Review : Manchester Smokehouse And Cellar

After visiting the Smokehouse and Cellar again, I feel the need to update this review.

Excited about going for the second time, I rang up to try to reserve a table.  After asking what times were available, I asked to book for 9pm just to be told that I needed to go on to an app to make the booking.

We turned up and were seated promptly behind the beer tanks.  We placed our order reasonably quickly but were left waiting for about 30 minutes for the food to arrive.  Waiting for drinks was marginally shorter, although we could see them sat on the bar long enough for me to wonder whether I should just go and get them myself.  In a busy restaurant you expect a reasonable wait, but when tables that came in after you have finished eating before your food arrives…

All the way through our stay, boards of half finished meals were carried over our heads as staff tried to squeeze through the space available.

The food this time was “OK”.  One expects the meat on ribs in a place such as this to fall off the bone and it didn’t – it was stuck to them.  A burger was overdone.

We raised a complaint at the end of the meal.  Whatever the circumstances of such complaint, one does not expect to be surrounded by 5 or 6 staff at one time and to be called “blind” by Jamie behind the bar.  The offer of free drinks was revoked as we had “caused a scene” in front of other customers.

It looks like Manchester Smokehouse and Cellar has fallen victim, like so many other places in the city that show early promise, to forgetting what makes it popular.  In the couple of months between visits, my opinion is that it needs to start concentrating again, both on the quality of its food (which has to be its primary offering) and caring less about its image and that of its staff.

Start doing things well, rather than just appearing to.

 


Brass coloured beer tanks used to be a rare thing, but now they’re cropping up all over Manchester – in Cottonopolis, The Oast House and Albert’s Schloss.  The latest place to have some is Manchester Smokehouse and Cellar on Lloyd Street.

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Opened just last August, the Smokehouse is a little bit of a curiosity for me.  Just up the road, separated only by a Gentleman’s Club, is Red’s True BBQ.  A few streets over if the aforementioned Albert’s Schloss.  If places were able to sneak off in the night for a wicked deliance, Red’s and Albert’s would have produced the Smokehouse with Red’s brain and Albert’s beauty.

The interior is woodwork and brick and fancy lighting and, although dominated by the 4 tanks of Pilsner Urquell by the bar, is spacious.  Unlike Red’s, when I went smoke wasn’t pouring out the doors of windows of this place!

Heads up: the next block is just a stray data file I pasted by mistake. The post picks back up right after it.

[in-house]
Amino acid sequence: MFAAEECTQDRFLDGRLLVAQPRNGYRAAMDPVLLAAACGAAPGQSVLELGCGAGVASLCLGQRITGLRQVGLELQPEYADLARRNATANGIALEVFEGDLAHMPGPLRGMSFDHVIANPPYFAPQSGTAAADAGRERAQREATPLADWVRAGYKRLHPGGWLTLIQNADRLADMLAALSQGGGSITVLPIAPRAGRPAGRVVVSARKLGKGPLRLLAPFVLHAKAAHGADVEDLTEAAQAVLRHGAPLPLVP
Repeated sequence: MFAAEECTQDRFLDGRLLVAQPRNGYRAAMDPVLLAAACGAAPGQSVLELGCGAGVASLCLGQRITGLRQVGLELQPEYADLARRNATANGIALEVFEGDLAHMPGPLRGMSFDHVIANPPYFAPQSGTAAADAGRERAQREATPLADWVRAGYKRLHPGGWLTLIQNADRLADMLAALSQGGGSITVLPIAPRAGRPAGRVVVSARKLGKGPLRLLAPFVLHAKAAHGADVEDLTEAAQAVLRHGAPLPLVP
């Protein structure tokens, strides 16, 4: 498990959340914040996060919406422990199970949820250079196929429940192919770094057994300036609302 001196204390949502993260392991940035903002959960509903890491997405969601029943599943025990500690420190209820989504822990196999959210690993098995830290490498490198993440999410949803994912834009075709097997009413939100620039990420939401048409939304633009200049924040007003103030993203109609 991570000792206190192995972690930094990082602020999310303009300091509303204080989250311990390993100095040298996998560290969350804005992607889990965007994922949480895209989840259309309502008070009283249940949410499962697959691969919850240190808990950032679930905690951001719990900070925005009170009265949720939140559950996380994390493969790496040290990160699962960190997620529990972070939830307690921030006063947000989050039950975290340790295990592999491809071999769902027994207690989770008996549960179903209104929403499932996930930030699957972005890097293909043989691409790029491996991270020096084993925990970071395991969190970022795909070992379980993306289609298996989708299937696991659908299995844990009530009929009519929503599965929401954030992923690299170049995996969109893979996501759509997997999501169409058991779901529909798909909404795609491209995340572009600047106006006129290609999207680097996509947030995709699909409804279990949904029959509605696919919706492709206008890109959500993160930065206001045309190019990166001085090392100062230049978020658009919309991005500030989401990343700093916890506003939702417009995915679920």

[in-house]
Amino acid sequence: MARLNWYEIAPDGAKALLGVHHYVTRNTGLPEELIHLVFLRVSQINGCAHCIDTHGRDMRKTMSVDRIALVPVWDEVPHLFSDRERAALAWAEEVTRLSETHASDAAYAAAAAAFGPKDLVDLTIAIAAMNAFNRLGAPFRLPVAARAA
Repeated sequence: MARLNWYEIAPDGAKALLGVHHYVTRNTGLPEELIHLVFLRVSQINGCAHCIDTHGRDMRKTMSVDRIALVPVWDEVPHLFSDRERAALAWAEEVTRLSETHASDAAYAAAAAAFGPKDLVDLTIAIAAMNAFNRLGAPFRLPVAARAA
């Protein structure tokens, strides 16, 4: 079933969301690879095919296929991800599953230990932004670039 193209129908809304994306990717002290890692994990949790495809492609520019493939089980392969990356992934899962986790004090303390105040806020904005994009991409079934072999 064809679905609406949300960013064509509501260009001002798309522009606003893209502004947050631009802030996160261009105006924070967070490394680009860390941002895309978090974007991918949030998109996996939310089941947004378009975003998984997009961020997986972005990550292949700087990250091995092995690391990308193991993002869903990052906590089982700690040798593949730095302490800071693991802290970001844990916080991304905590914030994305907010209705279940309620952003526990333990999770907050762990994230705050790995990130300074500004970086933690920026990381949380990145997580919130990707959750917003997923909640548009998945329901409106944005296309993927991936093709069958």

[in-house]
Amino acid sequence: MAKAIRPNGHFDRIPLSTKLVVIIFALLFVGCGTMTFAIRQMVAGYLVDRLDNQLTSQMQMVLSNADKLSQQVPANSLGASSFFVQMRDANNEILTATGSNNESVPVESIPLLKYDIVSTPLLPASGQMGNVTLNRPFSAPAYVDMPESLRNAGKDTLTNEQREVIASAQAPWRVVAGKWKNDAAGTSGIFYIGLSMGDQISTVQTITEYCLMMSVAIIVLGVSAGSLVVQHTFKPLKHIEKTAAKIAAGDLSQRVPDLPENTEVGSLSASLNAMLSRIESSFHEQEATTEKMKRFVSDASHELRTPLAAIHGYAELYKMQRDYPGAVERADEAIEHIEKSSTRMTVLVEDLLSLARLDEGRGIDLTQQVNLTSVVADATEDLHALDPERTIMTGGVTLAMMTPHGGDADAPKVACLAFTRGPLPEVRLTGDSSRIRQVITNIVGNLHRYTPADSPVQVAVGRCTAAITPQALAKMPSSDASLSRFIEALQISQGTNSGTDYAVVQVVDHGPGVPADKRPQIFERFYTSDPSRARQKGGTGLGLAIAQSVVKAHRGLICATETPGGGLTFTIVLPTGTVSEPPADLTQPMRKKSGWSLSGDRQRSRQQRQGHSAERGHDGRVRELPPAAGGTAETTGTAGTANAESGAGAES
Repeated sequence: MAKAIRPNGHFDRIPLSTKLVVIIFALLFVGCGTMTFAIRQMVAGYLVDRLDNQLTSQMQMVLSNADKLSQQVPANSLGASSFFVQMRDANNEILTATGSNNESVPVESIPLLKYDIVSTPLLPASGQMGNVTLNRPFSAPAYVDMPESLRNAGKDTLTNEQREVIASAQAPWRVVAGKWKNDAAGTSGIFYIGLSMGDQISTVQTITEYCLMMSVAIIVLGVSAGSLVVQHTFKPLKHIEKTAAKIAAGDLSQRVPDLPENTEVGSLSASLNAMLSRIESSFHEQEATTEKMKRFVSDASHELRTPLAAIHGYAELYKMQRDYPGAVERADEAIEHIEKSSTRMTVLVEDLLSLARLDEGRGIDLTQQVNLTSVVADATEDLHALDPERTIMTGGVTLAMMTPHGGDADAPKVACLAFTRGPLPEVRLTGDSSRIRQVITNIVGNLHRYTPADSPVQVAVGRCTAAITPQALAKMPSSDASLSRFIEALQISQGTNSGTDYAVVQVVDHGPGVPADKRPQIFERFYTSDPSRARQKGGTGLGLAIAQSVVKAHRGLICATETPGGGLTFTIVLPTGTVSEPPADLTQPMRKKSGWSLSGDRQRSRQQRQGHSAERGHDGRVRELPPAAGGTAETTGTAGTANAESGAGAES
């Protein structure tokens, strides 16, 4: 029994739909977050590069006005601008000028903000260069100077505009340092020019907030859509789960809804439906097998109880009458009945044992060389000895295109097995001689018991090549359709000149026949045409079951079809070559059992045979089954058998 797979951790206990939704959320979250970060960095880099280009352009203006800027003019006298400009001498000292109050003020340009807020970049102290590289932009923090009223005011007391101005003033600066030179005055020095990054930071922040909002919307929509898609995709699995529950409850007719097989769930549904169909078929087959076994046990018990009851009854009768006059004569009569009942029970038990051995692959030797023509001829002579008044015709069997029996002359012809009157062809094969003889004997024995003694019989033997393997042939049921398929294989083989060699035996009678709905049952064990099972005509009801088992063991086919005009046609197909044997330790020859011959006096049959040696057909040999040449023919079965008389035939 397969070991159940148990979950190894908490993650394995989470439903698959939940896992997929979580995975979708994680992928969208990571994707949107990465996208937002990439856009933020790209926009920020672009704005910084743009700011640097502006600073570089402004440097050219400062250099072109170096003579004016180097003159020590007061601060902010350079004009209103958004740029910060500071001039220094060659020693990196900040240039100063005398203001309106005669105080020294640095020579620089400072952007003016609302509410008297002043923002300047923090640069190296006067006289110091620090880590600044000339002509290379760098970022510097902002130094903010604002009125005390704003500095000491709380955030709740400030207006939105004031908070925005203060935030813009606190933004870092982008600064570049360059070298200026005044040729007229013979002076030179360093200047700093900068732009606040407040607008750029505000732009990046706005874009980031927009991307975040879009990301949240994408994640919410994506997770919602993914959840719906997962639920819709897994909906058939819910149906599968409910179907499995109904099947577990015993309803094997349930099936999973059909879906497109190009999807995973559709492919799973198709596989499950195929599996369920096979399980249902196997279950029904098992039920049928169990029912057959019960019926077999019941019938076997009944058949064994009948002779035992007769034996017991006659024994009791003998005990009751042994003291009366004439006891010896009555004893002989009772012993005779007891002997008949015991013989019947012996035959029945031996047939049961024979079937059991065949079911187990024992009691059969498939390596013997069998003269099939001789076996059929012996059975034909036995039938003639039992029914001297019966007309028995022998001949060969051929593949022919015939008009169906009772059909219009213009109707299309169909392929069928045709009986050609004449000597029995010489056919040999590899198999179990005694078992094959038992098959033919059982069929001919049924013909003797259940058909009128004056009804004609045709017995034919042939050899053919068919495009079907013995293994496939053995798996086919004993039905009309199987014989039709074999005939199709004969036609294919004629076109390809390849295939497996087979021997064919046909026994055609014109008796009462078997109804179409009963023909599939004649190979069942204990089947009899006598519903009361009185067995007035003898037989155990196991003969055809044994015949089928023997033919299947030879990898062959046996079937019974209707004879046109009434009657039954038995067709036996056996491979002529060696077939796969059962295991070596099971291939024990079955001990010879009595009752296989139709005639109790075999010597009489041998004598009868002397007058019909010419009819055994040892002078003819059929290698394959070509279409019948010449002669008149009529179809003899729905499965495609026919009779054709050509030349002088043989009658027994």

The decor reminded me of being in a bar up a mountain at a European ski resort (albeit more industrial), but the menu is more representative of American fare.  The menu itself is huge, and reasonable.  At it’s heart lies the fire pit, manned by Jason Latham, who apparently regularly competes in smokehouse competitions, specialises in smoking and grilling and was brought over from Solita.

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The Pitmaster Mains offer a variety of ribs, pork and chicken, some of which has been smoked for 14 hours.  For the hungry, but more reasonably to share, is the £38 “Big Smoke” which gives you a bit of everything.  Along with burgers that are more like lots and lots of meat with some bread, Po Boys and, (well, I guess they have to) salad,  there are cuts of fish and steak, hanging skewers and pizzas cooked on the live fire pit.  The proper mains would set you back around £10-£15, although full racks of ribs are more expensive.

The food is special.  I have a thing for food cooked properly, and this takes it to the next level.  I think this is going to be a regular place for me as something different to Indian and Chinese.  I had a king rib and we also ordered a Miss Piggy burger and the St Louis spare ribs.  All came with one of a choice of fries, some slaw, salad and watermelon.  All of us began to struggle and all finished far too full for dessert.

One telling thing is that eating was a very quiet affair!  That probably tells you how good it was.

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My worry, and it was a Tuesday night at around 20.30 that I went, is that place was far from full.  I hope that the location of the Smokehouse doesn’t place it too close to Red’s which is established having got their two years earlier.

That’s the problem with not being the first – you have to be more than just the same as your rivals.  In my opinion, Manchester Smokehouse and Cellar is well capable of establishing itself as a great place to go to eat in the city.

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